The lethal effects of soundwaves on a range of microorganisms have been known for almost a century whereas, the use of ultrasound to promote or control their activity is much more recent. Moreover, the fundamental molecular mechanism influencing the behaviour of microorganisms subjected to ultrasonic waves is not well established. In this study, we investigated the influence of ultrasonic frequencies of 20, 45, 130 and 950 kHz on growth kinetics of Lactobacillus sakei. A significant increase in the growth rate of L. sakei was observed following ultrasound treatment at 20 kHz despite the treatment yielding a significant reduction of ca. 3 log cfu/mL in cells count. Scanning electron microscopy showed that ultrasound caused significant changes on the cell surface of L. sakei culture with the formation of pores “sonoporation”. Phenotypic microarrays showed that all ultrasound treated L. sakei after exposure to various carbon, nitrogen, phosphorus and sulphur sources had significant variations in nutrient utilisation. Integration of this phenotypic data with the genome of L. sakei revealed that various metabolic pathways were being influenced by the ultrasound treatments. Results presented in this study showed that the physiological response of L. sakei in response to US is frequency dependent and that it can influence metabolic pathways. Hence, ultrasound treatments can be employed to modulate microbial activity for specialised applications.
    • Invited review: Whey proteins as antioxidants and promoters of cellular antioxidant pathways

      Corrochano, Alberto R.; Buckin, Vitaly; Kelly, Philip; Giblin, Linda; Department of Agriculture, Food and the Marine, Ireland; Teagasc Walsh Fellowship Programme; 13 F 454; 13 F 454-WheyGSH (Elsevier for American Dairy Science Association, 28/03/2018)
      Oxidative stress contributes to cell injury and aggravates several chronic diseases. Dietary antioxidants help the body to fight against free radicals and, therefore, avoid or reduce oxidative stress. Recently, proteins from milk whey liquid have been described as antioxidants. This review summarizes the evidence that whey products exhibit radical scavenging activity and reducing power. It examines the processing and treatment attempts to increase the antioxidant bioactivity and identifies 1 enzyme, subtilisin, which consistently produces the most potent whey fractions. The review compares whey from different milk sources and puts whey proteins in the context of other known food antioxidants. However, for efficacy, the antioxidant activity of whey proteins must not only survive processing, but also upper gut transit and arrival in the bloodstream, if whey products are to promote antioxidant levels in target organs. Studies reveal that direct cell exposure to whey samples increases intracellular antioxidants such as glutathione. However, the physiological relevance of these in vitro assays is questionable, and evidence is conflicting from dietary intervention trials, with both rats and humans, that whey products can boost cellular antioxidant biomarkers.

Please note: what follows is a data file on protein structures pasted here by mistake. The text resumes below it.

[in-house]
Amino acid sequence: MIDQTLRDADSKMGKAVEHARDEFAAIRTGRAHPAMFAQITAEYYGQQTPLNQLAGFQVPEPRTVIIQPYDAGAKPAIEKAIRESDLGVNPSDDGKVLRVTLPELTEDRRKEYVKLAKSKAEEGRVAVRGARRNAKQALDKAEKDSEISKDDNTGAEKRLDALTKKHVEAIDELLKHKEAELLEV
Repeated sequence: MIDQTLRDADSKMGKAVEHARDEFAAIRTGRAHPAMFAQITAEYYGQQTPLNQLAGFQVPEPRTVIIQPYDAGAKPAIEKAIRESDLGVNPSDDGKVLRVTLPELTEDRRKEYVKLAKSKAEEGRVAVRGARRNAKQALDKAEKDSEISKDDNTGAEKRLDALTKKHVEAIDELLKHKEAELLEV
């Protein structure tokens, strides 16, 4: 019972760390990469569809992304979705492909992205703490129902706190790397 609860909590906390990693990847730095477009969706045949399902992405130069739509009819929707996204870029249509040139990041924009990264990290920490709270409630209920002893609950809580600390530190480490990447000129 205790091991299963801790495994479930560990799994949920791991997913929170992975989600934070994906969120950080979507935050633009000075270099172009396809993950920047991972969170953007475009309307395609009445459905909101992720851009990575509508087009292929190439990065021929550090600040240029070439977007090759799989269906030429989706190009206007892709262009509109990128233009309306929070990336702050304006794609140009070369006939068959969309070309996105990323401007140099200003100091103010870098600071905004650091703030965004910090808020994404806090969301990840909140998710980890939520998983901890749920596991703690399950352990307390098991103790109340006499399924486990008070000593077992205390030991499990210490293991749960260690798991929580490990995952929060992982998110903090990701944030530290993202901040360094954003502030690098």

• Invited review: Whey proteins as antioxidants and promoters of cellular antioxidant pathways

      Corrochano, Alberto R.; Buckin, Vitaly; Kelly, Philip; Giblin, Linda; Department of Agriculture, Food and the Marine; Teagasc Walsh Fellowship Programme; 13 F 454-WheyGSH (Elsevier, 2018-03-28)
      Oxidative stress contributes to cell injury and aggravates several chronic diseases. Dietary antioxidants help the body to fight against free radicals and, therefore, avoid or reduce oxidative stress. Recently, proteins from milk whey liquid have been described as antioxidants. This review summarizes the evidence that whey products exhibit radical scavenging activity and reducing power. It examines the processing and treatment attempts to increase the antioxidant bioactivity and identifies 1 enzyme, subtilisin, which consistently produces the most potent whey fractions. The review compares whey from different milk sources and puts whey proteins in the context of other known food antioxidants. However, for efficacy, the antioxidant activity of whey proteins must not only survive processing, but also upper gut transit and arrival in the bloodstream, if whey products are to promote antioxidant levels in target organs. Studies reveal that direct cell exposure to whey samples increases intracellular antioxidants such as glutathione. However, the physiological relevance of these in vitro assays is questionable, and evidence is conflicting from dietary intervention trials, with both rats and humans, that whey products can boost cellular antioxidant biomarkers.